Journal of Medical Physics
: 2020  |  Volume : 45  |  Issue : 2  |  Page : 123--129

Simultaneous measurement of In vivo and transit mid-plane doses with ionization chambers in gynecological malignancy patients undergoing three-dimensional conformal radiotherapy

Putha Suman Kumar1, Challapalli Srinivas1, BM Vadhiraja2, Sourjya Banerjee1, R Shreyas1, PU Prakash Saxena1, Ramamoorthy Ravichandran1, Dilson Lobo1,  
1 Department of Radiation Oncology, Kasturba Medical College (A constituent institution of Manipal Academy of Higher Education, Manipal), Mangalore, Karnataka, India
2 Department of Radiation Oncology, Manipal Hospitals, Bengaluru, Karnataka, India

Correspondence Address:
Dr. Challapalli Srinivas
Department of Radiation Oncology, Kasturba Medical College, (A constituent Institution of Manipal Academy of Higher Education, Manipal), Mangalore - 575 001, Karnataka


Purpose: The aim of this study is to estimate delivered radiation doses inside planning tumor volume (PTV) using the in vivo (mid-plane dose) measurement and transit measurement methods in gynecological malignancy patients undergoing three-dimensional conformal radiotherapy (3DCRT) using calibrated ionization chambers. Materials and Methods: Six patients with histopathologically proven carcinoma of the cervix or endometrium were planned with four-field 3DCRT to the pelvic site. Isocenter was at the geometric mid-plane of PTV with a dose prescription of 50 Gy in 25 fractions. Clinical mid-plane dose (Diso,Transit) estimates were done in one method (transit) using the FC-65 positioned at electronic portal imaging device level. In another method, a repeat computerized tomography scan was performed (at the 11th fraction) using CC-13 having a protective cap in the vaginal cavity for in vivo measurements (Din vivo). Simultaneous measurements were performed with the two chambers from the 11th fraction onward at least 3–4 times during the remaining course of treatment. Results: The agreement of mean doses from these two described methods and treatment planning system reference doses was in the range of −4.4 ± 1.1% (minimum) to −0.3 ± 2.0% (maximum) and −4.0 ± 1.7% (minimum) to 1.9 ± 2.4% for Dinvivoand Diso,Transit, respectively, which are an acceptable range of daily radiation dose delivery. Conclusion: The fundamental importance of this study lies in simultaneous validation of delivered dose in real time with two methods. A study in this small number of patients has given the confidence to apply transit measurements for quality assurance on a routine basis as an accepted clinical dosimetry for the selected patients.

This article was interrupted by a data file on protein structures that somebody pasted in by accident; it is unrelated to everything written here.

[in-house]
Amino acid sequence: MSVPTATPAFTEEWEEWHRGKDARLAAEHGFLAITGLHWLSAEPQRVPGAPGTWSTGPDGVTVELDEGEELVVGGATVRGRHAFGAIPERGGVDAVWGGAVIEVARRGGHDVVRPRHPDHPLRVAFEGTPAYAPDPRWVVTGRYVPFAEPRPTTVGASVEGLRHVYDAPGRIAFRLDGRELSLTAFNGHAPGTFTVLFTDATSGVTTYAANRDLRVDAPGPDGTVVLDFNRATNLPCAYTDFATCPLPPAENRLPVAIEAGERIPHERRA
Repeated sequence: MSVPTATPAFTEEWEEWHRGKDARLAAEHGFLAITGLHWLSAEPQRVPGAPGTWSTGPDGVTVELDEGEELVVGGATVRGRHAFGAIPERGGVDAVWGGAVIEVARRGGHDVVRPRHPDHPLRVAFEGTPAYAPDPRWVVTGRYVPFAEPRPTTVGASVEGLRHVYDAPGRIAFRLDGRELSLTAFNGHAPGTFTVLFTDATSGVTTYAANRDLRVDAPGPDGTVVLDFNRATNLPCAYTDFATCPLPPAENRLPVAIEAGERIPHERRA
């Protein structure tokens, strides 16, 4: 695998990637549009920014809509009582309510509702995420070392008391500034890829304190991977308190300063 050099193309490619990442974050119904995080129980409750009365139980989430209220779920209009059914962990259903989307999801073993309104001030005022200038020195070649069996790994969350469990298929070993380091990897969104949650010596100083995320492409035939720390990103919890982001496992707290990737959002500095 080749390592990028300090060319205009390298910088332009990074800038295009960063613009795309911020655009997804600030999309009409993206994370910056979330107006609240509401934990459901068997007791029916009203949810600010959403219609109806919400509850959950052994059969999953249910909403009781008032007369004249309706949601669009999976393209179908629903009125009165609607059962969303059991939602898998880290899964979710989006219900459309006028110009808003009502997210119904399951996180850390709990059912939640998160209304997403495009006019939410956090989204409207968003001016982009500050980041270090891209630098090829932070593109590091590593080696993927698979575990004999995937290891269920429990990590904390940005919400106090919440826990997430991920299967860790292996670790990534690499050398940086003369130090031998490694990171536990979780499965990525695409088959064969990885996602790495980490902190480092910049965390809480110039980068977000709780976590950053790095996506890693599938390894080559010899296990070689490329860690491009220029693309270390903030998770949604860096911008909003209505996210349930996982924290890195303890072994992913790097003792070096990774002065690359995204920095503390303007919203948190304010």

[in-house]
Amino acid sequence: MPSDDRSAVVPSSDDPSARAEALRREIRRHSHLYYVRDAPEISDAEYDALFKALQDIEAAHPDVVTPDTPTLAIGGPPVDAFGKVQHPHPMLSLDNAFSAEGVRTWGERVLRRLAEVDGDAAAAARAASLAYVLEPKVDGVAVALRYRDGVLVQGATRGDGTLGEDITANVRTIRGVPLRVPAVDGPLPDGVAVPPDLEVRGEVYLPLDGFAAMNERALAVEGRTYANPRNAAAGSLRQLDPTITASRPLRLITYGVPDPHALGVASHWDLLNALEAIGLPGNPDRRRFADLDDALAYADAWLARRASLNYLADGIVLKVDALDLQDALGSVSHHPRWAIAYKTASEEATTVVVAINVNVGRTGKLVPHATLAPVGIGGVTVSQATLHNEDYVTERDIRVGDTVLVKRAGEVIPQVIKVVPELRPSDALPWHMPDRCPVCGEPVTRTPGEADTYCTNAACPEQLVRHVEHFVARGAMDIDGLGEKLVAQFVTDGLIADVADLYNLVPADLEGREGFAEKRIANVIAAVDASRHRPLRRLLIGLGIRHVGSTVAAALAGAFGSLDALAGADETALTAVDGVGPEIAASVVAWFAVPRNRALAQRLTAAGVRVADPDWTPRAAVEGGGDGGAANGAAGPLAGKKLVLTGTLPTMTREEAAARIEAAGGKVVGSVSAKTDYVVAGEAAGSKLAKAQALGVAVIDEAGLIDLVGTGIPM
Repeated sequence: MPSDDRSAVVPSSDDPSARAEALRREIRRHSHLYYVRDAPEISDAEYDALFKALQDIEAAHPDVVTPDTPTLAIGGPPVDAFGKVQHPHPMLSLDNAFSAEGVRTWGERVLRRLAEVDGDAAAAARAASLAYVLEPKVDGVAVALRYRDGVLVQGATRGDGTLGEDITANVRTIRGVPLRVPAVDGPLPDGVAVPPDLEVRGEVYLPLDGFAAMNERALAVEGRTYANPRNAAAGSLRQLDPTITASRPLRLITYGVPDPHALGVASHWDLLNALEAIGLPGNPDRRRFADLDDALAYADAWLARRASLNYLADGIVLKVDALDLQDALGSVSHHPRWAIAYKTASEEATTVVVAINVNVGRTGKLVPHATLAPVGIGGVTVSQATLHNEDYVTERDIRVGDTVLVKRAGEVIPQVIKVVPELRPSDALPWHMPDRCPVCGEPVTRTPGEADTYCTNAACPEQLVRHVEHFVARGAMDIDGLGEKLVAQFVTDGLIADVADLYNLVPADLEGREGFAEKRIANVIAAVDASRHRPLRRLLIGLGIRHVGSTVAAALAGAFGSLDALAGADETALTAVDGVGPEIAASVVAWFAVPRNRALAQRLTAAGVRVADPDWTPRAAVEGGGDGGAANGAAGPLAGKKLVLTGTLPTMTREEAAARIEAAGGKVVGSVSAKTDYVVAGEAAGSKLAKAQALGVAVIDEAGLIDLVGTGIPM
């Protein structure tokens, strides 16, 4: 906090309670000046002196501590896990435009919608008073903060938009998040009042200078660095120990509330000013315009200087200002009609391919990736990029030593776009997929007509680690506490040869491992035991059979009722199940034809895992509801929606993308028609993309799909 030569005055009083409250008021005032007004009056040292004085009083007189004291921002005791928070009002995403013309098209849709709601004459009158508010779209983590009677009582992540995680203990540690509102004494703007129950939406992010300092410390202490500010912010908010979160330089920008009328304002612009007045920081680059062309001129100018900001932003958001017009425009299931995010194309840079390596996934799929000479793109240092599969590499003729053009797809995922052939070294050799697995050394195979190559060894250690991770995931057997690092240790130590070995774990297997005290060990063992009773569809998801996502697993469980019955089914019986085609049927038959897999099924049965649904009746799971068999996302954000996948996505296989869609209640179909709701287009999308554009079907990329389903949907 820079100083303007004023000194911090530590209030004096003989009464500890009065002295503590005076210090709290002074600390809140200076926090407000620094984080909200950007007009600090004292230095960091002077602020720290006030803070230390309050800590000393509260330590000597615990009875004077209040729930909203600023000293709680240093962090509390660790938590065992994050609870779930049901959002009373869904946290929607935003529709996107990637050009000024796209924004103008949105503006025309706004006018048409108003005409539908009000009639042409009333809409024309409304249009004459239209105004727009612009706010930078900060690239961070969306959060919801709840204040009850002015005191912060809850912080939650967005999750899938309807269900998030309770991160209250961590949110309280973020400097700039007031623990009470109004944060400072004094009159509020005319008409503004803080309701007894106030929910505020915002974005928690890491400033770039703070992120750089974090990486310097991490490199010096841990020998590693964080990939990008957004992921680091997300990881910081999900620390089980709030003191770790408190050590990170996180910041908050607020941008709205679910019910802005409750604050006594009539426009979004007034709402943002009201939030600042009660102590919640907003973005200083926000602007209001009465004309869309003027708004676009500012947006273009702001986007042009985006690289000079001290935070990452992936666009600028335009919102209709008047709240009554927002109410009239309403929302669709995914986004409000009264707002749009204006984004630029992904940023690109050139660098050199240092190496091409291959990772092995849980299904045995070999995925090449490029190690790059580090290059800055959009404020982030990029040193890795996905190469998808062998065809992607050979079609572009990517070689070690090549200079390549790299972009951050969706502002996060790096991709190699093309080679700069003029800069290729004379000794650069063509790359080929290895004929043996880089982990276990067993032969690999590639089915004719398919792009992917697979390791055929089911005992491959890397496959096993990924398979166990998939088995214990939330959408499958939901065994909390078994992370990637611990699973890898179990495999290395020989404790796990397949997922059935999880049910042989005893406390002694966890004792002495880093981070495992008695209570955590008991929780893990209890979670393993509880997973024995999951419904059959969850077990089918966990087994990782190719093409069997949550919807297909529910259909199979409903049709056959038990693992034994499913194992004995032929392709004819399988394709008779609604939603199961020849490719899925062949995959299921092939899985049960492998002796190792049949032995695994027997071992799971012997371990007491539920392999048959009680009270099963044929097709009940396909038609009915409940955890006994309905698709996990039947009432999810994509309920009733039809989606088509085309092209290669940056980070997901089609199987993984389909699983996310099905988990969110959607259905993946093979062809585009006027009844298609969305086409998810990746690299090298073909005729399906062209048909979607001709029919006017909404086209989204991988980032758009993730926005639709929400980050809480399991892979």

How to cite this article:
Kumar PS, Srinivas C, Vadhiraja B M, Banerjee S, Shreyas R, Prakash Saxena P U, Ravichandran R, Lobo D. Simultaneous measurement of In vivo and transit mid-plane doses with ionization chambers in gynecological malignancy patients undergoing three-dimensional conformal radiotherapy.J Med Phys 2020;45:123-129

How to cite this URL:
Kumar PS, Srinivas C, Vadhiraja B M, Banerjee S, Shreyas R, Prakash Saxena P U, Ravichandran R, Lobo D. Simultaneous measurement of In vivo and transit mid-plane doses with ionization chambers in gynecological malignancy patients undergoing three-dimensional conformal radiotherapy. J Med Phys [serial online] 2020 [cited 2020 Oct 23 ];45:123-129